We’ve reached part 4 of this riveting story of how calcium and other nutrients make it into into the soil and thence into our vegetables and thence into our own bodies (and into chicken eggs). We’ve had some cliffhangers already, so be sure to check out parts one, two and three.
4. Solubility, carbonation and chemical weathering
It is the reaction of calcium and calcium compounds with water (see last part) that makes them soluble. Solubility or dissolution is the process by which a â€œsoluteâ€ forms a homogeneous mixture with a â€œsolventâ€ (here water).
This happens as the solute molecule breaks down and its ions dissociate. The positive ions attract the partially-negative oxygen in H2O and the negative ions attract the partially-positive hydrogen in H2O. The ions thus get spread out and become surrounded by the water molecules. The dissolution is complete, or in equilibrium, once itâ€™s all been spread around. (source)
One calcium compound is more soluble than another. Calcium carbonate (our eggshell) has a very poor solubility (47 mg/L at normal atmospheric CO2 partial pressure and 25 degrees C). As we shall see, this is important for gardeners who plan to enrich their soil with eggshell calcium, but I will come to that later.
However, if carbon dioxide is also present, that carbon dioxide will react with the water to form carbonic acid (H2CO3), which is a weak acid â€“ itâ€™s the bubbly in our soft drinks. This carbonic acid will in turn react with the calcium carbonate to form calcium bicarbonate (or calcium hydrogen carbonate). So
CaCO3 + CO2 + H2O â†’ Ca(HCO3)2
Calcium bicarbonate is five times more soluble in water than calcium carbonateâ€”in fact, it exists only in solution.
This is the main process by which carbonate rocks of the Earthâ€™s crust are weathered. As we saw, if water is saturated with carbon dioxide, it produces a mild carbonic acid. This is what happens with (unpolluted) rainwater (water plus atmospheric CO2), which has a pH of around 5.6 (polluted, â€œacidâ€ rain has a pH of as low as 3.0), and with water in aquifers underground, where it can be exposed to CO2 levels much higher than the ones in the atmosphere.
In a process called carbonation, this waterâ€™s carbonic acid reacts with the solid calcium carbonate in rocks like limestone or chalk, forming calcium bicarbonate and dissolving it. This solution of water and mineralized calcium is then borne off into the soil, where it is deposited on the colloid, and where it waits to be again dissolved in water and made available to plant roots.
Well. That just brings us back to the beginning!
Ah, but we’re wiser for it! So then. The question remains, how do we apply this to our gardening?
Ye-es. That is the question, isn’t it…
That’s interesting ! Mamoni is now studying real chemistry ! Calcium phosphate is readily soluble and hence used as fertiliser that provide both calcium and phosphorus to the plant.i remember my father using something called bone meal.see http://en.wikipedia.org/wiki/Bone_meal.
To quote from the internet:
The use of bone as fertilizer dates from Biblical times, since in those days it was known that the best place to plant a vineyard was where there had been a great battle. John Lawes experimented with bones at his farm, treated them with acid and discovered that his crop of turnips more than doubled that produced by using untreated bones. The following is part of John Lawes patent which he was granted in 1842. Whereas bones, bone ash, and bone dust and other phosphoritic substances have been heretofore employed as manures, but always, to the best of my knowledge, in a chemically undecomposed state, whereby their action on the soils to which they have been applied has been tardy and imperfect. And whereas it is in particular well known that in the case of a large proportion of the soils of this country, the application of bone dust is of no utility in producing crops of turnips on account of the slow decomposition of the bone dust in the soil, and the consequent exposure of the young plant for a brig period to the ravages of the turnip fly. Now, the first of my said improvements consists in decomposing, in manner following, the said bones, bone ash, bone dust, and other phosphoritic substances.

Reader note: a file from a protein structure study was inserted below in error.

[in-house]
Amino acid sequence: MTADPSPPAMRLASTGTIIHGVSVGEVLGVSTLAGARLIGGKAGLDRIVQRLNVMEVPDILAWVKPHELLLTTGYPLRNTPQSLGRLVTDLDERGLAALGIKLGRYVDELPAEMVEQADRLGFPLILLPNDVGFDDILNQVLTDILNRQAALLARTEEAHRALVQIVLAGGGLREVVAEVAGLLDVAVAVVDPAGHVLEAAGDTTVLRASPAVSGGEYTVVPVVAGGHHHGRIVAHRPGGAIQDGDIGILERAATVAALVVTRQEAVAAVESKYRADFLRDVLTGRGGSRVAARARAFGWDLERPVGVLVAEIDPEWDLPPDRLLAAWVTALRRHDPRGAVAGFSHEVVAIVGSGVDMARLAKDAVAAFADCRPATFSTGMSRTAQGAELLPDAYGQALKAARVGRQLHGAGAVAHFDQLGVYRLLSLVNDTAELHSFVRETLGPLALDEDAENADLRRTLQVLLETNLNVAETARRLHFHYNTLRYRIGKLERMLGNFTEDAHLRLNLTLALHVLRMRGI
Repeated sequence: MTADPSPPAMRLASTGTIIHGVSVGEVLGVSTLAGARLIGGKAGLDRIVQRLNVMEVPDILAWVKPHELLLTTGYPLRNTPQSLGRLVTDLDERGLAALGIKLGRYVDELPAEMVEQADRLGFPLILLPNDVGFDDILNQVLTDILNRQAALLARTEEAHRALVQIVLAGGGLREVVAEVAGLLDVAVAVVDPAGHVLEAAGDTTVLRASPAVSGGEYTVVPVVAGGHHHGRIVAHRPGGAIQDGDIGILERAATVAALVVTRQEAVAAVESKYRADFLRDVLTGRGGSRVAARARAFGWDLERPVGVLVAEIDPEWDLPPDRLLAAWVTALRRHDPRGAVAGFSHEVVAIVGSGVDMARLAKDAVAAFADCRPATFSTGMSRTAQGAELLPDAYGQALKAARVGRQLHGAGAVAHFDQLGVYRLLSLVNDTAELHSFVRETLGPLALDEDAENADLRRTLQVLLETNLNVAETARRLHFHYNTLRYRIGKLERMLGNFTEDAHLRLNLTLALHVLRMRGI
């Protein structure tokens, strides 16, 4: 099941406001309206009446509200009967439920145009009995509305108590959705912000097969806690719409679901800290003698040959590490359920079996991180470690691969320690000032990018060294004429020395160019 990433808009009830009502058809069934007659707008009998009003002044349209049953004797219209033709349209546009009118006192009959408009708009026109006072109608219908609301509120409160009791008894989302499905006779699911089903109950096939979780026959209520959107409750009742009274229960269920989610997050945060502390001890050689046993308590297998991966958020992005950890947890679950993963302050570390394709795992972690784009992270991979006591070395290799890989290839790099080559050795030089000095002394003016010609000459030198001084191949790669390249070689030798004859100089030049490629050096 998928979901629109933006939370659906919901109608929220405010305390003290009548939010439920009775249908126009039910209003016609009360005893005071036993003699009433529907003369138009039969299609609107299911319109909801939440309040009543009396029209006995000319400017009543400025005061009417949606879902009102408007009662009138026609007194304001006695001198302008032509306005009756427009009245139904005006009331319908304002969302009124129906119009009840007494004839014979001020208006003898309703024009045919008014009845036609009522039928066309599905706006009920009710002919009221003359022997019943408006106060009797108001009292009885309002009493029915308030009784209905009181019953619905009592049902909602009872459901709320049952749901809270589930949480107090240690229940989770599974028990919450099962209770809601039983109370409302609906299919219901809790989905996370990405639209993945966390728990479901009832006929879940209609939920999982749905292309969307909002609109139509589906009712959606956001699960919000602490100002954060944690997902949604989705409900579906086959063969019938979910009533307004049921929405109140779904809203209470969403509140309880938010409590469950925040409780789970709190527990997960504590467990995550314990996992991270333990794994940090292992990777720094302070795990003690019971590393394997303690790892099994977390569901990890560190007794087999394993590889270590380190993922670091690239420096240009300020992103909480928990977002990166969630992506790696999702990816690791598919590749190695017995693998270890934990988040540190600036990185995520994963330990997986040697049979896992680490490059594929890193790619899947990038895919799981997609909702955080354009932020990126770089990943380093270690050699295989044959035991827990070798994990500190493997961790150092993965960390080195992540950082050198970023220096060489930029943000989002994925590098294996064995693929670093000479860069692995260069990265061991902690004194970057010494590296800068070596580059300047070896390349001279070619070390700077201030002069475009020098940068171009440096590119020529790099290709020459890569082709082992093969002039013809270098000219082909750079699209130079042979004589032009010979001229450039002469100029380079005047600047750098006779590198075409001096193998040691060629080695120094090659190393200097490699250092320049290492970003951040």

Previous to using them for the purposes of manure, I mix with the bones, bone ash, or bone dust, or with apatite or phosphorite, or any other substance containing phosphoric acid, a quantity of sulphuric acid, just sufficient to set free as much phosphoric acid as will hold in solution the undecomposed phosphate of lime.
The result of John Lawes’ experiment on turnips was:
Tons per acre
No phosphate 2.2
Mineral phosphate 3.05
Mineral phosphate and sulfuric acid 6.8
From these results it is clear that bones or phosphate rock must be dissolved in acid in order to be effective. Phosphate rock or ground bones may be effective in tropical countries where the soil is very acidic and rainfall is heavy. In Ontario, information on the effectiveness of phosphate rock applied to the soil is difficult to find. I wouldn’t expect to see immediate results on neutral or alkaline soil. It is possible that acid soils would work on decomposing the phosphates and the bone dust. In any event, if you are interested in testing some of those materials, don’t treat your whole farm, try a bit in a field and watch it for several years before drawing any conclusions.[Sustainable farming]http://eap.mcgill.ca/MagRack/SF/Spring%2088%20C.htm
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